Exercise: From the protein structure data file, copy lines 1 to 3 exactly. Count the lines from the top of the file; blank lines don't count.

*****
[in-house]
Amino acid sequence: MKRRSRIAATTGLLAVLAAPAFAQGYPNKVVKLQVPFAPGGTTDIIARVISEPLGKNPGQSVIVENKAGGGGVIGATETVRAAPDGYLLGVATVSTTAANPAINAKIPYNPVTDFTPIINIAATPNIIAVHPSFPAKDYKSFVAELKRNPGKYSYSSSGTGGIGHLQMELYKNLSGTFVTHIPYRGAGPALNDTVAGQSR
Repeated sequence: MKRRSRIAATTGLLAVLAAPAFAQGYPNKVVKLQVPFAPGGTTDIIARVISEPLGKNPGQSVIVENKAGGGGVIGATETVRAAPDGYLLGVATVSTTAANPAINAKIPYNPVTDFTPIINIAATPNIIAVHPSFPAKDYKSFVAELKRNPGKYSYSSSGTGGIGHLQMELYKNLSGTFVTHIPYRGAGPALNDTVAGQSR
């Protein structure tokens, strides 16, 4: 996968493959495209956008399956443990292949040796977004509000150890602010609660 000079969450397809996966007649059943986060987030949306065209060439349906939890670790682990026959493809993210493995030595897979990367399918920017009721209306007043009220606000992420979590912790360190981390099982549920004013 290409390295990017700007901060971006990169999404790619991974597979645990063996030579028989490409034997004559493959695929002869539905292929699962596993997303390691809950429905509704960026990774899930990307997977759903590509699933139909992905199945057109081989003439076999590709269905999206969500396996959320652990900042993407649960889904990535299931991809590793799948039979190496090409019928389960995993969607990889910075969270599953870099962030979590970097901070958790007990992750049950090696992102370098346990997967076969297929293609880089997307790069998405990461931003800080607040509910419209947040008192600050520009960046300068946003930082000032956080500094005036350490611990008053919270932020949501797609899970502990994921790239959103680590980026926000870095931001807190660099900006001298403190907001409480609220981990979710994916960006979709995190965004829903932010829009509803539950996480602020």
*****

[in-house]
Amino acid sequence: MKRRSRIAATTGLLAVLAAPAFAQGYPNKVVKLQVPFAPGGTTDIIARVISEPLGKNPGQSVIVENKAGGGGVIGATETVRAAPDGYLLGVATVSTTAANPAINAKIPYNPVTDFTPIINIAATPNIIAVHPSFPAKDYKSFVAELKRNPGKYSYSSSGTGGIGHLQMELYKNLSGTFVTHIPYRGAGPALNDTVAGQSR
Repeated sequence: MKRRSRIAATTGLLAVLAAPAFAQGYPNKVVKLQVPFAPGGTTDIIARVISEPLGKNPGQSVIVENKAGGGGVIGATETVRAAPDGYLLGVATVSTTAANPAINAKIPYNPVTDFTPIINIAATPNIIAVHPSFPAKDYKSFVAELKRNPGKYSYSSSGTGGIGHLQMELYKNLSGTFVTHIPYRGAGPALNDTVAGQSR